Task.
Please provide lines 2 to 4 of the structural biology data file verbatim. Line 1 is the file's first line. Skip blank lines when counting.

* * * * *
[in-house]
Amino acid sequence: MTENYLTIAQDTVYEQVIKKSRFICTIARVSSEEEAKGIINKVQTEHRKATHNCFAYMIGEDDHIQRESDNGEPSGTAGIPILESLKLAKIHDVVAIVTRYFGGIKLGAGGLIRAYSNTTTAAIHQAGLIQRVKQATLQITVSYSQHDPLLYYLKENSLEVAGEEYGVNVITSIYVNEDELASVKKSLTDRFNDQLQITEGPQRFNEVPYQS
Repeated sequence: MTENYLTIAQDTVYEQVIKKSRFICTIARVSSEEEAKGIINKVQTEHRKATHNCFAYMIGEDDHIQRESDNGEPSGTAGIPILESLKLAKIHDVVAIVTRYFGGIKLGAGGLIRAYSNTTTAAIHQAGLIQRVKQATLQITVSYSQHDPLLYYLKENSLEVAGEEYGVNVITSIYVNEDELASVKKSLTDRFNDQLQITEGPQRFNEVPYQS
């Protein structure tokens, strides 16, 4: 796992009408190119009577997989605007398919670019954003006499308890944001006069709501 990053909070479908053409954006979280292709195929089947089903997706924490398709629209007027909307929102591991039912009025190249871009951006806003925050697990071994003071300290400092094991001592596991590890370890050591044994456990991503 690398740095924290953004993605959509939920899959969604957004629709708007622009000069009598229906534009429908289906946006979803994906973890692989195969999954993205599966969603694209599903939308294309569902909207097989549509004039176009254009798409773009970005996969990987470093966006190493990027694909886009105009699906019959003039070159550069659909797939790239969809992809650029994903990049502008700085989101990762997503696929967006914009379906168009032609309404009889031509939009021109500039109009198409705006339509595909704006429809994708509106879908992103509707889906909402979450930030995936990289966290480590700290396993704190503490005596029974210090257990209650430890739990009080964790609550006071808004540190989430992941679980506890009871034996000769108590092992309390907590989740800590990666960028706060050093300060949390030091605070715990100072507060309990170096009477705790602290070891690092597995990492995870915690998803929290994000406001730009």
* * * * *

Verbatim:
Amino acid sequence: MTENYLTIAQDTVYEQVIKKSRFICTIARVSSEEEAKGIINKVQTEHRKATHNCFAYMIGEDDHIQRESDNGEPSGTAGIPILESLKLAKIHDVVAIVTRYFGGIKLGAGGLIRAYSNTTTAAIHQAGLIQRVKQATLQITVSYSQHDPLLYYLKENSLEVAGEEYGVNVITSIYVNEDELASVKKSLTDRFNDQLQITEGPQRFNEVPYQS
Repeated sequence: MTENYLTIAQDTVYEQVIKKSRFICTIARVSSEEEAKGIINKVQTEHRKATHNCFAYMIGEDDHIQRESDNGEPSGTAGIPILESLKLAKIHDVVAIVTRYFGGIKLGAGGLIRAYSNTTTAAIHQAGLIQRVKQATLQITVSYSQHDPLLYYLKENSLEVAGEEYGVNVITSIYVNEDELASVKKSLTDRFNDQLQITEGPQRFNEVPYQS
């Protein structure tokens, strides 16, 4: 796992009408190119009577997989605007398919670019954003006499308890944001006069709501 990053909070479908053409954006979280292709195929089947089903997706924490398709629209007027909307929102591991039912009025190249871009951006806003925050697990071994003071300290400092094991001592596991590890370890050591044994456990991503 690398740095924290953004993605959509939920899959969604957004629709708007622009000069009598229906534009429908289906946006979803994906973890692989195969999954993205599966969603694209599903939308294309569902909207097989549509004039176009254009798409773009970005996969990987470093966006190493990027694909886009105009699906019959003039070159550069659909797939790239969809992809650029994903990049502008700085989101990762997503696929967006914009379906168009032609309404009889031509939009021109500039109009198409705006339509595909704006429809994708509106879908992103509707889906909402979450930030995936990289966290480590700290396993704190503490005596029974210090257990209650430890739990009080964790609550006071808004540190989430992941679980506890009871034996000769108590092992309390907590989740800590990666960028706060050093300060949390030091605070715990100072507060309990170096009477705790602290070891690092597995990492995870915690998803929290994000406001730009």